Thursday, 4 April 2013

After Easter...

I'm in the middle of a study of Luke, with Good Morning Girls.  I'm finding it quite hard to 'go back in time' after the trauma and joys of Easter - but it's interesting rereading what Jesus was saying, too.

The challenge this week has been to show Jesus' love in action. I've been part of 40acts during Lent - wonderful inspiration for 'doing Lent generously' - but of course I am sure we all try to do this anyway.

Following Jesus has to be about giving up of self, putting others first: loving my neighbour. The parable in Luke 10 of The Good Samaritan. Going out of our way to love others.

I am praying for a prompt to do something 'unusual' - something I wouldn't normally think of or do. As Acts40 says: "There are opportunities to be generous all day long, if you keep your eyes open.... But sometimes when opportunity knocks, you’re just not prepared."

They talk about creating a 'Generosity kit' - a bag of useful items you could give away.   But my 'generosity kit' has to start with a generosity attitude - all too often I don't notice an opportunity until it is, quite simply, too late.  
And, to be brutally honest, I find it hard to do even the things which are right under my nose: loving those people who are part of the fabric of my life, being generous towards them.  
Having a more easy-going attitude: forgiving others easily, overlooking irritations and failings, being considerate: especially to my husband and colleagues, those nearest to me.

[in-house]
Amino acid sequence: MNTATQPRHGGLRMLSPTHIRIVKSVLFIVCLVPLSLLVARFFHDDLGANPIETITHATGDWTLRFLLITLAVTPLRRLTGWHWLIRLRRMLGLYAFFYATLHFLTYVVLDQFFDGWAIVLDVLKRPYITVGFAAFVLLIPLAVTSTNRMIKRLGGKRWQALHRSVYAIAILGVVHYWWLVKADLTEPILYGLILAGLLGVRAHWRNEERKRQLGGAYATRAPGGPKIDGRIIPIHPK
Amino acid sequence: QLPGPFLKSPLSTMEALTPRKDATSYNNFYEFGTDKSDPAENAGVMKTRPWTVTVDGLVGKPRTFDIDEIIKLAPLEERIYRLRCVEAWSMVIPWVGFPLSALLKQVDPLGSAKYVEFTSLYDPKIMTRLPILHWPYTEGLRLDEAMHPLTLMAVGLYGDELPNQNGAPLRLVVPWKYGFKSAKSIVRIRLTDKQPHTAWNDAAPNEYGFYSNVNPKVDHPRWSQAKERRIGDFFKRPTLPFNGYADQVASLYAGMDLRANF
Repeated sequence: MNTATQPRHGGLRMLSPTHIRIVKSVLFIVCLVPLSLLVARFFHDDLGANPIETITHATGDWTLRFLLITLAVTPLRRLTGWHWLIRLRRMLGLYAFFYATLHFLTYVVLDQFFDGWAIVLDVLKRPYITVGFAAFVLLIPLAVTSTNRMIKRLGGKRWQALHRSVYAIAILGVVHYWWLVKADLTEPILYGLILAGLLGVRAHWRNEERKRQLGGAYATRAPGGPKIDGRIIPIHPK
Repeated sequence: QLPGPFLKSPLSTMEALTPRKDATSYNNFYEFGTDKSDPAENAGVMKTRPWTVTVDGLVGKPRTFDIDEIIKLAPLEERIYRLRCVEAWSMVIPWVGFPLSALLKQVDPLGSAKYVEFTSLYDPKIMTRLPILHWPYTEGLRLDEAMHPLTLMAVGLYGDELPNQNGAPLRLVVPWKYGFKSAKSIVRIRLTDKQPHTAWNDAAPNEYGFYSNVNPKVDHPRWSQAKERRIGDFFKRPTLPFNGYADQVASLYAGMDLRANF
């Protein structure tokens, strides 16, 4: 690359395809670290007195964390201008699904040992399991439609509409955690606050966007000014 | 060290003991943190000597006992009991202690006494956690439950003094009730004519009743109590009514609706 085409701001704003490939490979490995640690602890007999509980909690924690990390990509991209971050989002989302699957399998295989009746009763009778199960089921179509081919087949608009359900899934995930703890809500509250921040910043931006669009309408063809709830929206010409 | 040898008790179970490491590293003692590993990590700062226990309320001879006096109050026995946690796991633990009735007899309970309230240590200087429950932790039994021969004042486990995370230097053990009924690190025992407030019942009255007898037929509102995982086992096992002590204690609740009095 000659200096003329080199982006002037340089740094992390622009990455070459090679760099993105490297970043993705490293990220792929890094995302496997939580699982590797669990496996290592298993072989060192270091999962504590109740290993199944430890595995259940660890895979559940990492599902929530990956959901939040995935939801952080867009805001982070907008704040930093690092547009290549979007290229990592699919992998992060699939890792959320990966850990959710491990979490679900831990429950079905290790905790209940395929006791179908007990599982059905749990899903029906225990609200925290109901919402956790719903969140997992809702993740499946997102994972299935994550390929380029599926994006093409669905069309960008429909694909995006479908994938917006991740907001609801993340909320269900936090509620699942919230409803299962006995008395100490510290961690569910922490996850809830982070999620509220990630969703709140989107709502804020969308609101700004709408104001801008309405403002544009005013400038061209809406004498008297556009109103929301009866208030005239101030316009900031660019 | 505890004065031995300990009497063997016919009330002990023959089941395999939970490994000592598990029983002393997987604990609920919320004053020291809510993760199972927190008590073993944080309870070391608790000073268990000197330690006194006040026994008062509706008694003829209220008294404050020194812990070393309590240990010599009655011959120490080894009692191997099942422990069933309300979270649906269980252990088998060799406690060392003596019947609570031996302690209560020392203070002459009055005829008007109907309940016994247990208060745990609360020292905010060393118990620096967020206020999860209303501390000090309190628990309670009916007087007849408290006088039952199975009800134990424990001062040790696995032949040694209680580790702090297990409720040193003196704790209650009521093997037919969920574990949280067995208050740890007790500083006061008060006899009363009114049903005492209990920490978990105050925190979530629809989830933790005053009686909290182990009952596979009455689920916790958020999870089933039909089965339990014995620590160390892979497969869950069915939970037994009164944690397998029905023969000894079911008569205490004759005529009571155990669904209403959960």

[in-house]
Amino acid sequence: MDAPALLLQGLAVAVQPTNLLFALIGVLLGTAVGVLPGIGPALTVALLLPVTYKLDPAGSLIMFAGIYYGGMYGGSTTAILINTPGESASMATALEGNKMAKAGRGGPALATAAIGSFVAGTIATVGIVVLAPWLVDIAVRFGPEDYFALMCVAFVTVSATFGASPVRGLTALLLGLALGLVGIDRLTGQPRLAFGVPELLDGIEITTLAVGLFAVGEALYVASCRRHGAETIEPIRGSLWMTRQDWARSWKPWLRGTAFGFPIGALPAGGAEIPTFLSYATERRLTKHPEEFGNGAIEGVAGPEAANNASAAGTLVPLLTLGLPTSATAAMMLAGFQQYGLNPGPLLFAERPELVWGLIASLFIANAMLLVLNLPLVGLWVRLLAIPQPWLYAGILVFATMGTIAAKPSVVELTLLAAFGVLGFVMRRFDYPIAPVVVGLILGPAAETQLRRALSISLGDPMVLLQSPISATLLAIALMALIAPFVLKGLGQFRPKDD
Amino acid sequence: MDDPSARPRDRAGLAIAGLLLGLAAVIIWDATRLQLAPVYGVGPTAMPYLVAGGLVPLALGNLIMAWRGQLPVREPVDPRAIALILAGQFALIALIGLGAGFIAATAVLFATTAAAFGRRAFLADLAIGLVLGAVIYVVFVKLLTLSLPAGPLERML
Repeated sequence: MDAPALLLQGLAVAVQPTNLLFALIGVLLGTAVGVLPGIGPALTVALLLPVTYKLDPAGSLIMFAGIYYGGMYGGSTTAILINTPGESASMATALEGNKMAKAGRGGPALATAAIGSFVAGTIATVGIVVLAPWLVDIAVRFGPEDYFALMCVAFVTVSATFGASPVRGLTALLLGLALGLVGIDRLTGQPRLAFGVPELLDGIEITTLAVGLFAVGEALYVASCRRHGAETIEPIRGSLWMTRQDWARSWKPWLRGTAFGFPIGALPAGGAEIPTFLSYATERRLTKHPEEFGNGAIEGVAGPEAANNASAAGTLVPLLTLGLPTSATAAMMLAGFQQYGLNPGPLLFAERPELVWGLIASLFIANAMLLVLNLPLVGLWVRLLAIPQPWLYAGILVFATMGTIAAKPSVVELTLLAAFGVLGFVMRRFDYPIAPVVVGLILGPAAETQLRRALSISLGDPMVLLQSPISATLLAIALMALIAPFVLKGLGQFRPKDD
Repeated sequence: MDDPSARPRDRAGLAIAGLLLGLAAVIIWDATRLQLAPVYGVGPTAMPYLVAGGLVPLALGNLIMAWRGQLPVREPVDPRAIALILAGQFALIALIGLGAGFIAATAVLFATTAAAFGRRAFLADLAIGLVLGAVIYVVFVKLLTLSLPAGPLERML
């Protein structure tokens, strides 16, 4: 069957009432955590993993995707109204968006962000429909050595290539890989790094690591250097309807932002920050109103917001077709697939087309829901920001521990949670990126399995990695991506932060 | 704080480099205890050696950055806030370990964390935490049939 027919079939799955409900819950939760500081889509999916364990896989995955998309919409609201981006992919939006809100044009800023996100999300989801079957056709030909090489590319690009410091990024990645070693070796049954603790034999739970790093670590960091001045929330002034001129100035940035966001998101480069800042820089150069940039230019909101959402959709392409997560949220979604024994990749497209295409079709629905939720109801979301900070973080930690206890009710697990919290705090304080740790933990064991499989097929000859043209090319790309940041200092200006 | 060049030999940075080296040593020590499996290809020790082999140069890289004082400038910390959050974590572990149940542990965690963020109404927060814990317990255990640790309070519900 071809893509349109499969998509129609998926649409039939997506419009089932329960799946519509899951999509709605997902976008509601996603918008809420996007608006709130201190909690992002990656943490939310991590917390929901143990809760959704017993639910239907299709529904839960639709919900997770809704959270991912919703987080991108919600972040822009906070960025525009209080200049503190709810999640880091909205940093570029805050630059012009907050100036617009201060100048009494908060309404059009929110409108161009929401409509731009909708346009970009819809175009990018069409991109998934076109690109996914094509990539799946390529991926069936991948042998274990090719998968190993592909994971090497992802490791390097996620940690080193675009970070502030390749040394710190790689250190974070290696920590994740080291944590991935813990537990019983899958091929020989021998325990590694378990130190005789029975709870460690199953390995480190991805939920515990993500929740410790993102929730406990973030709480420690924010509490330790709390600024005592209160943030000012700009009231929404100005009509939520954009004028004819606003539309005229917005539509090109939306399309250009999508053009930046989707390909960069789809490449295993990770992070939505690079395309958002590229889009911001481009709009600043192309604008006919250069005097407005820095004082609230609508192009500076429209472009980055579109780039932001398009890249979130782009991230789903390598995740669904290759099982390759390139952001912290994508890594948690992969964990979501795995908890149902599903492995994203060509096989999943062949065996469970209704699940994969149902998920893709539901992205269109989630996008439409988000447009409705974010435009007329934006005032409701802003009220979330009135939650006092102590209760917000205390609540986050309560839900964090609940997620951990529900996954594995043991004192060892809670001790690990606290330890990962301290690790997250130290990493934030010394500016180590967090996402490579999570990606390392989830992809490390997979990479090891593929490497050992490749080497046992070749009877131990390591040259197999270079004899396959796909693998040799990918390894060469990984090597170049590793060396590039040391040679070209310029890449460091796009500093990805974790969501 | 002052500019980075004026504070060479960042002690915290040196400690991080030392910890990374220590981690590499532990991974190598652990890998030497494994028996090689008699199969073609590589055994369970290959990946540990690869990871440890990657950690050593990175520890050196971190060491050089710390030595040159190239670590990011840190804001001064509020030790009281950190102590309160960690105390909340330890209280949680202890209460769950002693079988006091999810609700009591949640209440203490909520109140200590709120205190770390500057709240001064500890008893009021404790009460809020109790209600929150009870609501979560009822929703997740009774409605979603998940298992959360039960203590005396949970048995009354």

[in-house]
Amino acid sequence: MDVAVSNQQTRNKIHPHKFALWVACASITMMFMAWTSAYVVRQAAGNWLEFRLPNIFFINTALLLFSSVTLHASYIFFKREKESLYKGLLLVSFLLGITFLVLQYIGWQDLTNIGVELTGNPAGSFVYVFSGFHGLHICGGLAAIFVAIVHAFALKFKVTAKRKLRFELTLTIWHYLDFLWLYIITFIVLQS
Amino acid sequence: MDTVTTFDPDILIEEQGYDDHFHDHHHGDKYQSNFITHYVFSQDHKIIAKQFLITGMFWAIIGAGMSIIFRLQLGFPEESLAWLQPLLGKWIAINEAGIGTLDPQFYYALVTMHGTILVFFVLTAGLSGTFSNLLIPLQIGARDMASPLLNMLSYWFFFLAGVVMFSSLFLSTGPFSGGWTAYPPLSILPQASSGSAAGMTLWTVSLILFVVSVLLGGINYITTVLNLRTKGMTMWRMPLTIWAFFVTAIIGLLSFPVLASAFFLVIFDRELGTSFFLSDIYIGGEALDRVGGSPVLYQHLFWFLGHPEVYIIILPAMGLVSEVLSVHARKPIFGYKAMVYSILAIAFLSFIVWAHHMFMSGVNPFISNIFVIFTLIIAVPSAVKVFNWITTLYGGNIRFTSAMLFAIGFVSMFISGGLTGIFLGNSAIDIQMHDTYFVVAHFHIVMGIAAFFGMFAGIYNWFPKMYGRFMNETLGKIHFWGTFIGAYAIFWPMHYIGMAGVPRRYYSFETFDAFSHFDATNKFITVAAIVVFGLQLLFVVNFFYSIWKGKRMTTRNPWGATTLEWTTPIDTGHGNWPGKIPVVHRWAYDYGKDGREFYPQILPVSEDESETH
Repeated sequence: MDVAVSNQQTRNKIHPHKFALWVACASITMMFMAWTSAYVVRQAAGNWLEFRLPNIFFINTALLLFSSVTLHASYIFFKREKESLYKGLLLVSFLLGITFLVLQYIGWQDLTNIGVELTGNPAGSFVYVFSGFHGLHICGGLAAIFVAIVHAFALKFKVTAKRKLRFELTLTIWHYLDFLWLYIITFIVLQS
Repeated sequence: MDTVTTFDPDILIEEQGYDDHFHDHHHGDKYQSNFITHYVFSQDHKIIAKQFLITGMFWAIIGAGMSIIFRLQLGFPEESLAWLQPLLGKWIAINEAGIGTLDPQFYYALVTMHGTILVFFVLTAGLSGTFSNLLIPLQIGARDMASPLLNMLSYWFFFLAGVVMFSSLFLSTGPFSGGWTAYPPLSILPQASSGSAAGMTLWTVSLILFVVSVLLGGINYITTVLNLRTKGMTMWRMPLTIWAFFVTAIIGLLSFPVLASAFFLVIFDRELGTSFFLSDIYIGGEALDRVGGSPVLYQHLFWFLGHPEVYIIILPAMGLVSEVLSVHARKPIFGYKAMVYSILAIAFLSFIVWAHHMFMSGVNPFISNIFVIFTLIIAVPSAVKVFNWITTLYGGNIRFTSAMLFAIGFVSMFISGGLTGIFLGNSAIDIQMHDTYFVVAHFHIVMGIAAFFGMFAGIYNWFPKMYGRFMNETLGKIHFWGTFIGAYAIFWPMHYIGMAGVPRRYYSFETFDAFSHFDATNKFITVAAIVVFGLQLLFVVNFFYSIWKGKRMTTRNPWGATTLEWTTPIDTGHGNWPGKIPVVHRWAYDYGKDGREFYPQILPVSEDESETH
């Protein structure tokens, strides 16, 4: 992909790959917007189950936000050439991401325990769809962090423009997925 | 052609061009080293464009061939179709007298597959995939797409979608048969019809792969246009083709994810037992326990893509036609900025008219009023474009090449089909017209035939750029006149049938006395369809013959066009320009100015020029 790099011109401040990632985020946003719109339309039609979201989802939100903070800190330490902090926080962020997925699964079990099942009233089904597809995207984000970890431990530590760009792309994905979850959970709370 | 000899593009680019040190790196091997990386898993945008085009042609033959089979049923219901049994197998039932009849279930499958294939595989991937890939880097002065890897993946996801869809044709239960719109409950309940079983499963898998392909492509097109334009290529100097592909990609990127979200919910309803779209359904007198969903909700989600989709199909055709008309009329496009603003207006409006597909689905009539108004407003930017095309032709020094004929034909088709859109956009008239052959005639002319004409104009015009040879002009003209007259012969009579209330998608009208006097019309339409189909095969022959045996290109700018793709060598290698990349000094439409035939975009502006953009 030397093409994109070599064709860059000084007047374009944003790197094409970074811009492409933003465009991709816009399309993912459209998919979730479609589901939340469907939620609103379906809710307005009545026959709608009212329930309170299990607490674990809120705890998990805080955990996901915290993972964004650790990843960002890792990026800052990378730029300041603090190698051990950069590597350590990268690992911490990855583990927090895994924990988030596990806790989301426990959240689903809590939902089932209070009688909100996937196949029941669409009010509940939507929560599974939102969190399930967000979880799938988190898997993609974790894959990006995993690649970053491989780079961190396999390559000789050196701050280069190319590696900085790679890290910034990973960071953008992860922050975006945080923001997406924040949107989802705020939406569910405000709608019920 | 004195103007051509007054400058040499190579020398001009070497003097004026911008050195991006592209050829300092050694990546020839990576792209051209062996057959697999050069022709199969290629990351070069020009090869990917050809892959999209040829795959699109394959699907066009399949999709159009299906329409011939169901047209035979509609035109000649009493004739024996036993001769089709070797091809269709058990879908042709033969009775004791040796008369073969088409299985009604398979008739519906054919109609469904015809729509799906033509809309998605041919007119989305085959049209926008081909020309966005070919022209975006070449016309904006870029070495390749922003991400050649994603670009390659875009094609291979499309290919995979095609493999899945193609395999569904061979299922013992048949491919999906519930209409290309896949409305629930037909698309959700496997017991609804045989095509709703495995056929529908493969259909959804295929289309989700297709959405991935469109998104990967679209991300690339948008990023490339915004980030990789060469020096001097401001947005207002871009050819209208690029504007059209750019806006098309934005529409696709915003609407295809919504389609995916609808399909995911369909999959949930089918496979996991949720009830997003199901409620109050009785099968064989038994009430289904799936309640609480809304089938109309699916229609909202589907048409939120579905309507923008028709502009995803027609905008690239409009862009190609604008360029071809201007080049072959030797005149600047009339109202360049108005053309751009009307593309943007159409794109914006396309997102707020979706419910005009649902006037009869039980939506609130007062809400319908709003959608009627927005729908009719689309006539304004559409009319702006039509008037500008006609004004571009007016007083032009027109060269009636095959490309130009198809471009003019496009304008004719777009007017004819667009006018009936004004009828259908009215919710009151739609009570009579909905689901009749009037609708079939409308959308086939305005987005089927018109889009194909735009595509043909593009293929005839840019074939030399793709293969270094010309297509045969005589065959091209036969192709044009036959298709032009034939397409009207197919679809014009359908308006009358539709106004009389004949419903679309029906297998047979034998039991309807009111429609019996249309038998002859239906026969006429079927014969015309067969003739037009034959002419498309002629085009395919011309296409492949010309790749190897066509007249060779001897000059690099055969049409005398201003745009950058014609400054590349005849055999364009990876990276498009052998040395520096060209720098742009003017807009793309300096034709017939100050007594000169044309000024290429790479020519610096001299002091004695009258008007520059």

Responding with kindness, not anger - even if it is 'justifiable anger'. I need to remember there are always three sides to an argument: mine, theirs, and the way God sees it.  
Even when I DO notice I could do something to help someone else - whether usual or unusual - I find myself making excuses:
It's too much trouble.
I don't have time.
I'll have to go out of my way.
I can't be bothered.
They don't really need my help.
What will they think?
I shouldn't butt in on other people's business...  

So there I am, praying for extra generosity when I am not even able to do the basics.

And feeling guilty for it.

This week, I had the privilege of spending a couple of hours with Renee.
Renee is my closest righthereinreallife friend.
She befriended me when I arrived to live on this island 9 years ago.
She asked my family - before she had even met us - to lunch in her beautiful home.
She left a basket of a prepared meal and home baked treats
I can tell her anything and everything that is on my heart - she has heard as many confessions of my failures and shortcomings, perhaps more, even, than my husband.
We have shared more gospel stories - the joys and struggles of following in Jesus' foosteps - than I can remember.
She is warm chocolate sauce, hot fudge, freshly made lemonade, spiced wine, green curry.
Our friendship has been characterized by smiles and giggles - often naughty.
She is thirty years older than I am - but that has never made any difference.

Until now.
Renee has now become very elderly and frail, to the extent that, after several falls and needing 24 hour care, she now lives in a residential home. I still chat, but she doesn't respond in quite the same way any more.
Her memory is flaky.
I am wary about tiring her out with my ramblings.